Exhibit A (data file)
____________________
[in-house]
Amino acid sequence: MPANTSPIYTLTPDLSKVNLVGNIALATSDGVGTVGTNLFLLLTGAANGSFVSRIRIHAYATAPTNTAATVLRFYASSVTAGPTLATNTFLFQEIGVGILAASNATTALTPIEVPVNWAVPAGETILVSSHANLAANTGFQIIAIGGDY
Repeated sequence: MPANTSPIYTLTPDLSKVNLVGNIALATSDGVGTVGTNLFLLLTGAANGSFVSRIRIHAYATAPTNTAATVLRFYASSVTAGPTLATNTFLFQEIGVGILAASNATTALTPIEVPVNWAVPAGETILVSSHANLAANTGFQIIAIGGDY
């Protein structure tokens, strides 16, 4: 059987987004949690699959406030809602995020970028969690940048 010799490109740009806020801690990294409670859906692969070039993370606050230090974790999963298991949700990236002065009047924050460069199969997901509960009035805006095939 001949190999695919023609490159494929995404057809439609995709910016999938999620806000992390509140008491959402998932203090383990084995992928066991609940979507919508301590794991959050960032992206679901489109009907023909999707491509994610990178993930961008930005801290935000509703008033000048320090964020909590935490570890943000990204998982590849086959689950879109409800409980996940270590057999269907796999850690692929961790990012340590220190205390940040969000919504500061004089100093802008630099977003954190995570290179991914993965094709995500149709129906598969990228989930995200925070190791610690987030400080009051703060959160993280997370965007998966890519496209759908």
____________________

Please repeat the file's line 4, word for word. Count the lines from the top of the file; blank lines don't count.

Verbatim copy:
């Protein structure tokens, strides 16, 4: 059987987004949690699959406030809602995020970028969690940048 010799490109740009806020801690990294409670859906692969070039993370606050230090974790999963298991949700990236002065009047924050460069199969997901509960009035805006095939 001949190999695919023609490159494929995404057809439609995709910016999938999620806000992390509140008491959402998932203090383990084995992928066991609940979507919508301590794991959050960032992206679901489109009907023909999707491509994610990178993930961008930005801290935000509703008033000048320090964020909590935490570890943000990204998982590849086959689950879109409800409980996940270590057999269907796999850690692929961790990012340590220190205390940040969000919504500061004089100093802008630099977003954190995570290179991914993965094709995500149709129906598969990228989930995200925070190791610690987030400080009051703060959160993280997370965007998966890519496209759908």